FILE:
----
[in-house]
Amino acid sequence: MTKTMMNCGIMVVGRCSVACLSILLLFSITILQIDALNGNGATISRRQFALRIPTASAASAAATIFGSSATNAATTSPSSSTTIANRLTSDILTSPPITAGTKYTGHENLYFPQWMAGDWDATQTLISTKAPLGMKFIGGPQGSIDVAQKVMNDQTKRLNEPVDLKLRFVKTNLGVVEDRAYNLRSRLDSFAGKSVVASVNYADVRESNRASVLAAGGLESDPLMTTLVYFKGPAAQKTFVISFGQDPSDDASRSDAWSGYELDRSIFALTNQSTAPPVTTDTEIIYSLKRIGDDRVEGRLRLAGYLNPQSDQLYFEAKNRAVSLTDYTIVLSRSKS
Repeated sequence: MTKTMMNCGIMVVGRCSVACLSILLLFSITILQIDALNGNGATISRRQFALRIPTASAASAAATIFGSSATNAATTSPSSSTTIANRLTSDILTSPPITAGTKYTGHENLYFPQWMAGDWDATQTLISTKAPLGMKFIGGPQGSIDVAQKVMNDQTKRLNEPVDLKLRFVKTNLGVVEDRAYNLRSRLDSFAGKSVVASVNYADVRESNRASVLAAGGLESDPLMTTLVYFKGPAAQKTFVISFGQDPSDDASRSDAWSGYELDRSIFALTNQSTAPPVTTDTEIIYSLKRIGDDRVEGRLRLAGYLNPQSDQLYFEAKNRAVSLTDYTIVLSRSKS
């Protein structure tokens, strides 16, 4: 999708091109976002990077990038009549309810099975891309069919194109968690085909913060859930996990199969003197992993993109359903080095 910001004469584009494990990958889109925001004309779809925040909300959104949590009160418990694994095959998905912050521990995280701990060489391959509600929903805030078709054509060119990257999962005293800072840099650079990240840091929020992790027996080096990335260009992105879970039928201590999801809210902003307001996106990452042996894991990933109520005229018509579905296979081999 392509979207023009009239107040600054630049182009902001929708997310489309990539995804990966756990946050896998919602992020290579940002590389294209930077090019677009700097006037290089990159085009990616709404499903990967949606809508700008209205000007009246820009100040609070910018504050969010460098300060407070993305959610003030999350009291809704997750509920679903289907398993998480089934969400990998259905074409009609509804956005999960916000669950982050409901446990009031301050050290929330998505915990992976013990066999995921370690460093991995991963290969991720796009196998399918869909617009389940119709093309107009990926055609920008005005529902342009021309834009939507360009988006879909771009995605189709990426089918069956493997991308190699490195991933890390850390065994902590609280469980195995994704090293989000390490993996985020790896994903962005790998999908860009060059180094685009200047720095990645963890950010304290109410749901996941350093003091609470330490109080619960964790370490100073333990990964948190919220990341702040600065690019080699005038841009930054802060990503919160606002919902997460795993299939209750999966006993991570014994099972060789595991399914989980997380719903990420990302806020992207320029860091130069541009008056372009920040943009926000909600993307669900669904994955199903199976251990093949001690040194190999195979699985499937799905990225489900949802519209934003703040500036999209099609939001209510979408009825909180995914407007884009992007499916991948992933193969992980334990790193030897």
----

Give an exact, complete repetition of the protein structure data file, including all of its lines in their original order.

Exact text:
[in-house]
Amino acid sequence: MTKTMMNCGIMVVGRCSVACLSILLLFSITILQIDALNGNGATISRRQFALRIPTASAASAAATIFGSSATNAATTSPSSSTTIANRLTSDILTSPPITAGTKYTGHENLYFPQWMAGDWDATQTLISTKAPLGMKFIGGPQGSIDVAQKVMNDQTKRLNEPVDLKLRFVKTNLGVVEDRAYNLRSRLDSFAGKSVVASVNYADVRESNRASVLAAGGLESDPLMTTLVYFKGPAAQKTFVISFGQDPSDDASRSDAWSGYELDRSIFALTNQSTAPPVTTDTEIIYSLKRIGDDRVEGRLRLAGYLNPQSDQLYFEAKNRAVSLTDYTIVLSRSKS
Repeated sequence: MTKTMMNCGIMVVGRCSVACLSILLLFSITILQIDALNGNGATISRRQFALRIPTASAASAAATIFGSSATNAATTSPSSSTTIANRLTSDILTSPPITAGTKYTGHENLYFPQWMAGDWDATQTLISTKAPLGMKFIGGPQGSIDVAQKVMNDQTKRLNEPVDLKLRFVKTNLGVVEDRAYNLRSRLDSFAGKSVVASVNYADVRESNRASVLAAGGLESDPLMTTLVYFKGPAAQKTFVISFGQDPSDDASRSDAWSGYELDRSIFALTNQSTAPPVTTDTEIIYSLKRIGDDRVEGRLRLAGYLNPQSDQLYFEAKNRAVSLTDYTIVLSRSKS
């Protein structure tokens, strides 16, 4: 999708091109976002990077990038009549309810099975891309069919194109968690085909913060859930996990199969003197992993993109359903080095 910001004469584009494990990958889109925001004309779809925040909300959104949590009160418990694994095959998905912050521990995280701990060489391959509600929903805030078709054509060119990257999962005293800072840099650079990240840091929020992790027996080096990335260009992105879970039928201590999801809210902003307001996106990452042996894991990933109520005229018509579905296979081999 392509979207023009009239107040600054630049182009902001929708997310489309990539995804990966756990946050896998919602992020290579940002590389294209930077090019677009700097006037290089990159085009990616709404499903990967949606809508700008209205000007009246820009100040609070910018504050969010460098300060407070993305959610003030999350009291809704997750509920679903289907398993998480089934969400990998259905074409009609509804956005999960916000669950982050409901446990009031301050050290929330998505915990992976013990066999995921370690460093991995991963290969991720796009196998399918869909617009389940119709093309107009990926055609920008005005529902342009021309834009939507360009988006879909771009995605189709990426089918069956493997991308190699490195991933890390850390065994902590609280469980195995994704090293989000390490993996985020790896994903962005790998999908860009060059180094685009200047720095990645963890950010304290109410749901996941350093003091609470330490109080619960964790370490100073333990990964948190919220990341702040600065690019080699005038841009930054802060990503919160606002919902997460795993299939209750999966006993991570014994099972060789595991399914989980997380719903990420990302806020992207320029860091130069541009008056372009920040943009926000909600993307669900669904994955199903199976251990093949001690040194190999195979699985499937799905990225489900949802519209934003703040500036999209099609939001209510979408009825909180995914407007884009992007499916991948992933193969992980334990790193030897």